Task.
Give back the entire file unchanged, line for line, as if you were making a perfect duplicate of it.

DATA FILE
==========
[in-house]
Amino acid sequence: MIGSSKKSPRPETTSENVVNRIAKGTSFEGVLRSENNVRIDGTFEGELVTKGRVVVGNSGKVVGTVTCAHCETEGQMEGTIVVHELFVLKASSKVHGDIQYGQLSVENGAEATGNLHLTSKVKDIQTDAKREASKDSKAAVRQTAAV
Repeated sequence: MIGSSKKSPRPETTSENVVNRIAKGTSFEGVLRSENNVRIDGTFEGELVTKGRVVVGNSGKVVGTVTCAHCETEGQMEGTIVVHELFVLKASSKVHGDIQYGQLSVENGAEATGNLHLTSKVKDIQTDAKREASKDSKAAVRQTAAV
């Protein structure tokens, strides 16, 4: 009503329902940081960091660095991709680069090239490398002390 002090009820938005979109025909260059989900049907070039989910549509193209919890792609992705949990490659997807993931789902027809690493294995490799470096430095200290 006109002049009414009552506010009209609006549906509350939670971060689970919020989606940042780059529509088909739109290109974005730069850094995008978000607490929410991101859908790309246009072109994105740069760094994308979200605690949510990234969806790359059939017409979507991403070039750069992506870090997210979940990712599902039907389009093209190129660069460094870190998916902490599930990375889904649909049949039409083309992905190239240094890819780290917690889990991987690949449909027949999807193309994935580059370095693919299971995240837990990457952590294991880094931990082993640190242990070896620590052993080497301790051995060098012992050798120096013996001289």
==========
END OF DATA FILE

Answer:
[in-house]
Amino acid sequence: MIGSSKKSPRPETTSENVVNRIAKGTSFEGVLRSENNVRIDGTFEGELVTKGRVVVGNSGKVVGTVTCAHCETEGQMEGTIVVHELFVLKASSKVHGDIQYGQLSVENGAEATGNLHLTSKVKDIQTDAKREASKDSKAAVRQTAAV
Repeated sequence: MIGSSKKSPRPETTSENVVNRIAKGTSFEGVLRSENNVRIDGTFEGELVTKGRVVVGNSGKVVGTVTCAHCETEGQMEGTIVVHELFVLKASSKVHGDIQYGQLSVENGAEATGNLHLTSKVKDIQTDAKREASKDSKAAVRQTAAV
């Protein structure tokens, strides 16, 4: 009503329902940081960091660095991709680069090239490398002390 002090009820938005979109025909260059989900049907070039989910549509193209919890792609992705949990490659997807993931789902027809690493294995490799470096430095200290 006109002049009414009552506010009209609006549906509350939670971060689970919020989606940042780059529509088909739109290109974005730069850094995008978000607490929410991101859908790309246009072109994105740069760094994308979200605690949510990234969806790359059939017409979507991403070039750069992506870090997210979940990712599902039907389009093209190129660069460094870190998916902490599930990375889904649909049949039409083309992905190239240094890819780290917690889990991987690949449909027949999807193309994935580059370095693919299971995240837990990457952590294991880094931990082993640190242990070896620590052993080497301790051995060098012992050798120096013996001289």